They do make it a show at the weightlifting, with the countdown, the moody music, the competitors appearing through a dark side door and, in the case of the immeasurably engaging Zoe Smith, the participant’s mother being interviewed at half time.
This effort takes its effect, transporting the fundamental act of lifting an iron bar with weights attached into one of the most exhilarating pieces of sporting theatre at these Olympics, in which you wept at lunchtime today with Hidilyn Diaz, a Phillipina, and adored Christin Ulrich, a German who squealed and smiled her way to hauling weights beyond her experience. For Smith, an 18-year-old whose determination to take this unusual course in life, has seen her contend with unedifying lectures on what defines femininity, the ExCel theatricalities played a very unscripted part in her achieving a new British record.
It was while Smith was in the competitors’ area, coping with serious self-doubt after she had failed to push beyond her personal best in the snatch section of the women’s 58kg, that she heard the interview being conducted with her mother, Niki, booming out from front of house. “She will come back out. I feel so proud,” her mother said, at which her daughter dissolved into tears. "I feel like such a div because my coach says ‘never cry on TV’; never cry in a competition,” she reflected later. “But I did that, when I heard her, because I felt pretty rubbish at that point and I was hearing people say how proud they are of me. I felt I'd let them down. I thought 'I hope no-one can see this'. But I'm only human."
Smith’s nerves hadn’t quite finished with her. The 18-year-old’s desperation to lock on to the British record 121kg, which she heaved from the mat 15 minutes later, caused her to rush into a recovery position and drop it. “I was thinking “Oh Gosh this is so heavy” and it was going backwards. I just wanted to get it done and put it down,” said Smith, with her refreshing knack of demystifying a sport which is alien to many. It was then that her coach Andrew Callard, the one who doesn’t let her cry, and psychologist Dave Readle embarked on what seems to have been a good cop, bad cop routine, behind the scenes. "Dave tells me to calm myself down, do what you know best. And then Andy says 'come on', 'let's have it'. He says stuff I know to do anyway, but it does help having him there in my ear.”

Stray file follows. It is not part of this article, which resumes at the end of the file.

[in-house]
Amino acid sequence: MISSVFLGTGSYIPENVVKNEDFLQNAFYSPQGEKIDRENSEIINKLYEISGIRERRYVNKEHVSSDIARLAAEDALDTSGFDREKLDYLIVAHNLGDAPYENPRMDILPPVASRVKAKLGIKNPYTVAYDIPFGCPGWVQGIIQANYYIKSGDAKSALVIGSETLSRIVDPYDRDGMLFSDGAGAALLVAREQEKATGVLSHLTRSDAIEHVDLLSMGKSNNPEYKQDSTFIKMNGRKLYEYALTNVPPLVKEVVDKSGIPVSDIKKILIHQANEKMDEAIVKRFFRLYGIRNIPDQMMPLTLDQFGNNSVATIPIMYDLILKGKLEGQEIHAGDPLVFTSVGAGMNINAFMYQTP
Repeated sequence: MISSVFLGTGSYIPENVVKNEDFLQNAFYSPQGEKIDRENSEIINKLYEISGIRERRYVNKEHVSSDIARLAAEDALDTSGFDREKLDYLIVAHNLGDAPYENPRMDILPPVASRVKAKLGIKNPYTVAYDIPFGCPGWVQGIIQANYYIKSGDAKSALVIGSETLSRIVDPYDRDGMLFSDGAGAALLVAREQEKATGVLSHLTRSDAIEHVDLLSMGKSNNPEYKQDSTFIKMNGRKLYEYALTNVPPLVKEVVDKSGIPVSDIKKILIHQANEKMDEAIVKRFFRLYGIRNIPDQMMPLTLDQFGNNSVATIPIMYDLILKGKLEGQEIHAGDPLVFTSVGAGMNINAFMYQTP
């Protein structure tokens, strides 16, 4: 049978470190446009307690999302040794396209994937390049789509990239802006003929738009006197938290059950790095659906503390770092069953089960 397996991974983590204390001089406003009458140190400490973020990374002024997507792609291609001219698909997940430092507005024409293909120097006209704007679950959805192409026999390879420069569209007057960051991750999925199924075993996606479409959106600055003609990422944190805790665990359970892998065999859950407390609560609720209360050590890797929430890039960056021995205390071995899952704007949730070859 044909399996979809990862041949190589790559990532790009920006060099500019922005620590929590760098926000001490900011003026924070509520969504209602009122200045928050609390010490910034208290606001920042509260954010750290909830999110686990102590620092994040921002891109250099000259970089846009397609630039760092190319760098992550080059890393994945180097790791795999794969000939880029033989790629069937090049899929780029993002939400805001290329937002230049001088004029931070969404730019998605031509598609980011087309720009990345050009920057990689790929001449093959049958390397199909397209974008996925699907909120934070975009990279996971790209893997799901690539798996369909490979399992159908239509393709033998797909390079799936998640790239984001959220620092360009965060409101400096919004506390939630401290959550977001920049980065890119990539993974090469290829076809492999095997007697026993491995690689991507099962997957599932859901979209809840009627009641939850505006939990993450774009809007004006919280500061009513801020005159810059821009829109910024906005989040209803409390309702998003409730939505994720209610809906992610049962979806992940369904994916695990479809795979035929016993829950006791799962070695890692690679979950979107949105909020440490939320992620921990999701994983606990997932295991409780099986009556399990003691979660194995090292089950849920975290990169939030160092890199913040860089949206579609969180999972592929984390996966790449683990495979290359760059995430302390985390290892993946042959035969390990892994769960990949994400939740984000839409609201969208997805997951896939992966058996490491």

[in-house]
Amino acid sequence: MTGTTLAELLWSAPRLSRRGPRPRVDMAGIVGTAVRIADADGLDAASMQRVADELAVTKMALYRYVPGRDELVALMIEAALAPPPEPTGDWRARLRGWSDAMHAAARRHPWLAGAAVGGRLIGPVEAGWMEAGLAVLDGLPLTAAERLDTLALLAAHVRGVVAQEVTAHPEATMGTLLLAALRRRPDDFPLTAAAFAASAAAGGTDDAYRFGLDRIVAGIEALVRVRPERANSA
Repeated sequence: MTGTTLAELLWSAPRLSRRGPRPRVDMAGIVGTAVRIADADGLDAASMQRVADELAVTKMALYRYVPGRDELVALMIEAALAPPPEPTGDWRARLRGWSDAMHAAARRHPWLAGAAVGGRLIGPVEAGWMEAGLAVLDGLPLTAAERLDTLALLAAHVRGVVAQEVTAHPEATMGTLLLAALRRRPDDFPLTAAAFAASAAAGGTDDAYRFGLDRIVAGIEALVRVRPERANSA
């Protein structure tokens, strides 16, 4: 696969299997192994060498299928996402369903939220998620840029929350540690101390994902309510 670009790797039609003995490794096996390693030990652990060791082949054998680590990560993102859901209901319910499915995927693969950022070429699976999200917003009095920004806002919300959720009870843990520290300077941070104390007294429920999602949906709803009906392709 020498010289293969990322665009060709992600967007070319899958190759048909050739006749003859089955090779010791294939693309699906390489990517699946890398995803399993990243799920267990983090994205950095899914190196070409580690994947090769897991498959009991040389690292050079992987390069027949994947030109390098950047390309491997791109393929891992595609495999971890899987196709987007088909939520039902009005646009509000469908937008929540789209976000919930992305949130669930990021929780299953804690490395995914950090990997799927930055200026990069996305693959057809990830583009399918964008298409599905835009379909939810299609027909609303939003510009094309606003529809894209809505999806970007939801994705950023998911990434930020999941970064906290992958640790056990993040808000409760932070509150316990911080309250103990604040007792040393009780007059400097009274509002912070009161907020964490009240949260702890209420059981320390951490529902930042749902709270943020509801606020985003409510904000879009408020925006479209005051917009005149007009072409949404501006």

The sport’s narrow lines were in evidence even as Smith discussed her new record. The Philippine coaching team threw a towel over Diaz’s head to prevent her weeping being broadcast around the world, when she had failed in three attempts at 118kg. She was still crying in the mixed zone 20 minutes later. Ulrich, the epitome of positive mental energy, was filmed being slapped around the face by her coach after surpassing expectations.
Smith, who finished 12th overall today in a competition won by Chinese favourite Li Xueying, has seen the sport from both sides too. She turned to Readle two years ago when she her “brain melted” at the Commonwealth Games and she literally couldn’t lift a weight, for a time. “Next time I want an Olympic record,” she said, displaying more of the spirit which promises to make this beautiful, effervescent individual a part of the national sporting landscape, if her progress can only continue. Smith also revealed how, after her first 121kg lift had failed, some rapid decisions had been required on whether she should attempt to beat the British record with her final lift – or smash it. “The plan was to go 116, 121, 125 but I had to work with what I had after failing at 121,” she said. “Andy said: ‘Do you want this again or 123? Part of me was thinking “Yeah. let’s put 123 on. But I wanted the record. I would have been so disappointed if I’d finished on 116 in the clean and jerk.”
This was nowhere near enough to clinch a medal - always the remotest possibility - but many will follow her progress, and perhaps her sport, from now. Her audience was sent off with the interview - in the arena, post-competition - in which Smith was asked about her mother. “Don’t make me cry!" she said, welling again. "She’s just a lovely, wonderful, supportive woman and I love her so much. Thank you mum!” Goodness knows how she will deal with a place on the podium some day.